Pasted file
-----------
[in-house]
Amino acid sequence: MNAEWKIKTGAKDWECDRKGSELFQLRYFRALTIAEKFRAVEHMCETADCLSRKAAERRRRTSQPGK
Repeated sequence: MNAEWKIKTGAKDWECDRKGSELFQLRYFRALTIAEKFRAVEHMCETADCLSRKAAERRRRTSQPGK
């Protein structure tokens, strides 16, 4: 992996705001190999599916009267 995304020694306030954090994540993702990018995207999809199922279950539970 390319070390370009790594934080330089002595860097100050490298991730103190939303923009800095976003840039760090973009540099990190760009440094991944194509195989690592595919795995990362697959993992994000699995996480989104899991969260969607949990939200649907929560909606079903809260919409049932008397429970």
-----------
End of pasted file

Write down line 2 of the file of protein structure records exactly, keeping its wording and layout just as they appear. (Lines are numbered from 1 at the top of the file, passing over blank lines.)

Amino acid sequence: MNAEWKIKTGAKDWECDRKGSELFQLRYFRALTIAEKFRAVEHMCETADCLSRKAAERRRRTSQPGK